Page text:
Rationale: The goal of this lesson is for students to learn how to speed up the pace of their reading. Students read slow and monotonous to avoid making errors. In order for students to comprehend the text, they need to learn to vary the rates of speed at which they read. Fluent readers read faster, smoother, and more expressively. By reading and rereading, the students can learn to read faster. This lesson will help to assess and improve this skill.
Materials: The book. Just my Luck, (one for each student), stopwatches (1 per 2 children), large poster with racetrack with Velcro on divisions, small paper racecar with Velcro for each child, chart (for teacher use) to record their previous times, and pencils. On chart, write numbers in intervals of 25 to represent how many words they can per minute. This activity will be used to assess the students to see how fast they are reading and to document their improvement.
1. Review the correspondence u = /u/ so that this will be familiar when reading the text.
2. Introduce the lesson by giving a book talk on Just my Luck. ďHave you ever had one of those days when it seems like everything is going wrong? This book is about a boy having one of those days, He starts out the day by looking at the window and it is snowing. What usually happens on school days when it snows? Thatís right, we donít have school. This boy is so excited and tries to find out if school is closed by turning on the radio, but it wonít work. Then he tries to turn on the TV too, but it wonít work. He finds out from a friend on the phone that all the schools are closed EXCEPT for theirs. Just his luck! Letís read to find out what else is going to go wrong in his day.Ē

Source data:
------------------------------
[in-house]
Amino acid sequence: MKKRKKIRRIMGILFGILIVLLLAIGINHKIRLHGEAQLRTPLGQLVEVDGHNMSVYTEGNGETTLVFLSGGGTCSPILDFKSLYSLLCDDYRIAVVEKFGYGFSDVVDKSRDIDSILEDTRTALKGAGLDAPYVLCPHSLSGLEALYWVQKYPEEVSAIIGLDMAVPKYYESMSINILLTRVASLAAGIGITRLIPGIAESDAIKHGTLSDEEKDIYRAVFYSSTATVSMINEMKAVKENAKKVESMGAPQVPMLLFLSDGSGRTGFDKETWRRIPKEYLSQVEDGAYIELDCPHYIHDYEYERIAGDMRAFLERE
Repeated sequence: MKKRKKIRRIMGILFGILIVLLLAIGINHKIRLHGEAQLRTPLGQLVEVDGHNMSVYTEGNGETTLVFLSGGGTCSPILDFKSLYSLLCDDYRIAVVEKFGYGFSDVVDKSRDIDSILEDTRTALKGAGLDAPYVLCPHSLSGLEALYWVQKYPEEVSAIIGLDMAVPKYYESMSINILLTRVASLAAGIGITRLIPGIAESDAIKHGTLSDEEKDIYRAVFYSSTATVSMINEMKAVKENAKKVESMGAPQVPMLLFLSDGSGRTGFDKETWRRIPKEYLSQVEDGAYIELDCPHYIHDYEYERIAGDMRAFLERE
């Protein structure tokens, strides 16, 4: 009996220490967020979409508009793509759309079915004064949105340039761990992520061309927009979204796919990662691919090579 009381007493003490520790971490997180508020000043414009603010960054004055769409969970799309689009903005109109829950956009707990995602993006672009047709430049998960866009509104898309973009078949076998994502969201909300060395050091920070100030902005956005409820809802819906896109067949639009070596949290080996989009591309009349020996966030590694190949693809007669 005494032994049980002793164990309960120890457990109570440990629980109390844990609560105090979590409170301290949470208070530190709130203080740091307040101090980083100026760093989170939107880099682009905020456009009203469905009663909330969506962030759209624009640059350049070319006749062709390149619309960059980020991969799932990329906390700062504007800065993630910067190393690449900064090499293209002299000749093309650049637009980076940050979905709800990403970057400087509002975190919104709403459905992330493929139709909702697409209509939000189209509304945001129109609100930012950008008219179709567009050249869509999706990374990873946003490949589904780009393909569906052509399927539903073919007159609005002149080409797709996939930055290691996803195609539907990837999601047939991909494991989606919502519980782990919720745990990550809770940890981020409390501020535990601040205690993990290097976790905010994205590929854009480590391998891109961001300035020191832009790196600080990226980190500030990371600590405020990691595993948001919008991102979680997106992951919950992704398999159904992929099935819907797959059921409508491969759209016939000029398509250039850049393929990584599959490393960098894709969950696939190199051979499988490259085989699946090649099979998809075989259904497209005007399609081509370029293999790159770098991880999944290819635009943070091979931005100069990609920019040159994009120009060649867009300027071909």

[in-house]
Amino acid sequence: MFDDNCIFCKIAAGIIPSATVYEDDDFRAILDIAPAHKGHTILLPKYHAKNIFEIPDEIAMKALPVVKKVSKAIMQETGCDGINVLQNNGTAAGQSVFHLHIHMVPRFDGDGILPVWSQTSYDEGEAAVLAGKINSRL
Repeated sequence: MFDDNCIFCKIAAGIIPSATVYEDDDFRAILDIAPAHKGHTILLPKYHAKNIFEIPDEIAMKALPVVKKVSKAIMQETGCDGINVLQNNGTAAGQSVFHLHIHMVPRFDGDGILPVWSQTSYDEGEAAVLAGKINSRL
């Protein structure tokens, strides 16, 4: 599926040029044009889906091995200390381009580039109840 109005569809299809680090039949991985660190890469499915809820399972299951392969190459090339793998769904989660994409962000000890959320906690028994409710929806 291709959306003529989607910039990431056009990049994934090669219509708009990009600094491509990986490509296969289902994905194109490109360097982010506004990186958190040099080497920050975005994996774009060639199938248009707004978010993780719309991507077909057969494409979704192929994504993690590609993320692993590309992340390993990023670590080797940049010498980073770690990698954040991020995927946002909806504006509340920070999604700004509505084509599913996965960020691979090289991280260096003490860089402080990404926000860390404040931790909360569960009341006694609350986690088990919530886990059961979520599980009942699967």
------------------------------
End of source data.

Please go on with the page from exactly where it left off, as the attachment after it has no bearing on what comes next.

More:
3. Read the first page of the book to the student very slow and boring.
4. Ask the students what you can do to improve your reading. Make a list of all of their suggestions. Explain to them that the way you talked about the book made it sound like a wonderful book, but the way you were reading it made it seem very boring.
5. Explain to the students that it is hard to understand a book if you it too slowly and without expression. Reread the first page, this time at a faster pace and with expression. Get students to point out the differences.
6. Introduce the Reading Racetrack and pass out cars to the students. Put the children into pairs and instruct them to time each other and count the number of words they read in one minute.
7. Allow students to reread the book two more times recording how many words per minute they read each time.
8. For assessment, compare the first to last reading and document any improvement.
Reference: Eldredge, J. Lloyd, (1995).
Teaching Decoding in Holistic Classrooms. Prentice Hall Inc.
pg. 8, 19.
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